Mental health is becoming a growing issue among teenagers. Many organizations are working to create awareness around the importance of mental health and providing resources to those who struggle.
A group of students at Nikola Tesla STEM High School in unincorporated King County near Redmond are doing their part to help.
Philip Rickey and other students in his class are working with the National Alliance on Mental Illness (NAMI) on its upcoming NAMI Eastside Youth Mental Health Conference on May 4.
What first began as an English project, Rickey and his other team members said has now turned into something more.
“We ourselves are very passionate about this topic, we know people who have gone through mental health issues in the past, and still contact them to this day,” Rickey said.
The conference’s purpose is to educate families, mental health providers and educators on mental illness in youth. Conference attendees will be informed on the early warning signs and symptoms of mental illness in youth and made aware of available resources to help manage and treat mental illness in young people.
Rickey said his team members have worked with NAMI to make the event as effective as possible.
“We sent fliers around different schools, interviewing teens about their personal mental health experiences and contacting the principals of different schools to raise awareness of this event,” he said. “Our goal is to help and inform teens and young adults, to help them and hopefully connect with them and to let them know that they are part of a greater collective of people that know what each other is going through.”
Daksha Magesh, another student working on the project, has worked with NAMI in the past and has a passion for mental health.
“Mental health is really important, especially to kids our age and we’re glad it’s getting more recognition now but we know more needs to be done,” she said.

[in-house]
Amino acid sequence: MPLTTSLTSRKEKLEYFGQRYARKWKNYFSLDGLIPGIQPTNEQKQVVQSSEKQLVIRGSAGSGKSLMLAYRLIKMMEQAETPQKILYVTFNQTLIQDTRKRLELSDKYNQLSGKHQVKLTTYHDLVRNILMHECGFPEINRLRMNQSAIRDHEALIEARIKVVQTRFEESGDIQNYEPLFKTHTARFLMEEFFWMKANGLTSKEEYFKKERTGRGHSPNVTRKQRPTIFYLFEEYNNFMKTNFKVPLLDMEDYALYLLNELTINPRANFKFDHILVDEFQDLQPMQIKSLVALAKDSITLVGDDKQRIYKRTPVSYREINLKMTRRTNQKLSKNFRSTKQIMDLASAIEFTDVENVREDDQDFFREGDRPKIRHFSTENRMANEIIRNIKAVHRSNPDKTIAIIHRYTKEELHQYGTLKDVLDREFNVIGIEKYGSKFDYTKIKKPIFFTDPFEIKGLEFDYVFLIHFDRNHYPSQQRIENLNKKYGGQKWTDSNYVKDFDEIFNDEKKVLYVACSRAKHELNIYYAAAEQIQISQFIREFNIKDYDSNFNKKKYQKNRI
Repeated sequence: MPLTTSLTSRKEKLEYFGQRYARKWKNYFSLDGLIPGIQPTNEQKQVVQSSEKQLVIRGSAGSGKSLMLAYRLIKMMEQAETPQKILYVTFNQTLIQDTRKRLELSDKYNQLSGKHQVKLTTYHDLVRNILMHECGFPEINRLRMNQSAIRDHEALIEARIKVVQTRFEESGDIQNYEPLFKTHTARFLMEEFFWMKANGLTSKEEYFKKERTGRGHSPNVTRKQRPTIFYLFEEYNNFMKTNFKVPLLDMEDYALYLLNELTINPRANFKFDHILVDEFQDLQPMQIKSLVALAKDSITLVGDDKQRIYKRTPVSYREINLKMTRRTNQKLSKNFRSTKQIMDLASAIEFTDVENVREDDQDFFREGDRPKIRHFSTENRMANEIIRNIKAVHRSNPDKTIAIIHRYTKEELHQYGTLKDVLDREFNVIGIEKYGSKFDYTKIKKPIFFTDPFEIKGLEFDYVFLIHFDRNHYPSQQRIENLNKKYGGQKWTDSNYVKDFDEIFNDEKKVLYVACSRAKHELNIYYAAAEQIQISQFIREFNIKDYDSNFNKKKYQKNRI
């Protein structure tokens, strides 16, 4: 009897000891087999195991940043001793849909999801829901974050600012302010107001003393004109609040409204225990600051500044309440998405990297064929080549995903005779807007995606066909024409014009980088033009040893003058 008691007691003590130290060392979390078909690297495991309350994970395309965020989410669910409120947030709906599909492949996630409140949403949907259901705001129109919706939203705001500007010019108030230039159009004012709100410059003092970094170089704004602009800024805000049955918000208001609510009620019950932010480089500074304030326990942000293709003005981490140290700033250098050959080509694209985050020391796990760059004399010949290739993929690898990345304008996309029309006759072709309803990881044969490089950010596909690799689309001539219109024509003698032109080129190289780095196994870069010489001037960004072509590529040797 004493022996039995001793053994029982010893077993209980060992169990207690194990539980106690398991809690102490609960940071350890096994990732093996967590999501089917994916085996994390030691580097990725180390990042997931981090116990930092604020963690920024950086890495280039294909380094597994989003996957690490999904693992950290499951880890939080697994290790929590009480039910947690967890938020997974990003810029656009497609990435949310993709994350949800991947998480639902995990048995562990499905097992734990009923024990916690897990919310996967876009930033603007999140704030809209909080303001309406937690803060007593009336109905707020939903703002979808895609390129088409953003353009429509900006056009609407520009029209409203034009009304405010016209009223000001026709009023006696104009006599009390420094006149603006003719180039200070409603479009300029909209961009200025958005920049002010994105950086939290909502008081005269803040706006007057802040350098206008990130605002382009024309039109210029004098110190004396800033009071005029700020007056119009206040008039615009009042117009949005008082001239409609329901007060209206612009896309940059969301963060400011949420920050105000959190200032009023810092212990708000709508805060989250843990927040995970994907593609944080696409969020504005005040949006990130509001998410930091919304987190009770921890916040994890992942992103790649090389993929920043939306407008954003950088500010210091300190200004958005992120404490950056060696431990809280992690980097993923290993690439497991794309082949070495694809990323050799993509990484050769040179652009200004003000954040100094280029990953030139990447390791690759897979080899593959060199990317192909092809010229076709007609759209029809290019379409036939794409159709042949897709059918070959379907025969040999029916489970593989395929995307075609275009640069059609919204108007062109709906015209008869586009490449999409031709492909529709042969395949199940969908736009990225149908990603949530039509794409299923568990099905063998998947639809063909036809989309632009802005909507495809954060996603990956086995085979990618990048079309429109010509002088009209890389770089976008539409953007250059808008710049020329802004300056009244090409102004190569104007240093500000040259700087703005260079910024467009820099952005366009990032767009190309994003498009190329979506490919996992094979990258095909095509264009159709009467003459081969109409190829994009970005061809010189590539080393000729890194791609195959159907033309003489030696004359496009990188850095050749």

The students have been helping plan the event for about three weeks. Despite a lot of moving parts and getting organized, the students have enjoyed planning the event.
“It’s been so much fun,” Magesh said. “It was great to share ideas on mental health and it feels good to know that we can reach people.”
Sue Hogeboom, a volunteer with NAMI, has been working with the students.
“We are very fortunate the Tesla STEM students reached out to us to help with this conference,” she said. “We are so impressed with their interest and motivation and hope to continue a relationship with them and other Tesla STEM students.”
The NAMI Eastside Youth Mental Health Conference will host Jerri Clark, founder of Mother’s of Mentally Ill as the keynote speaker. The conference will also have workshops covering a range of topics including the early signs and symptoms of anxiety in elementary school-aged youths, how to navigate the system, a youth panel with students from Tesla STEM, suicide prevention, sexual identity, a legislative update on youth mental health and more.
The conference is free and will be held at Sammamish Presbyterian Church, 22522 NE Inglewood Hill Road.
“These students have done so much. They’re helping to spread the word and ending the negative stigma around mental health,” Hogeboom said.
For more information about NAMI or the upcoming conference, visit nami.org.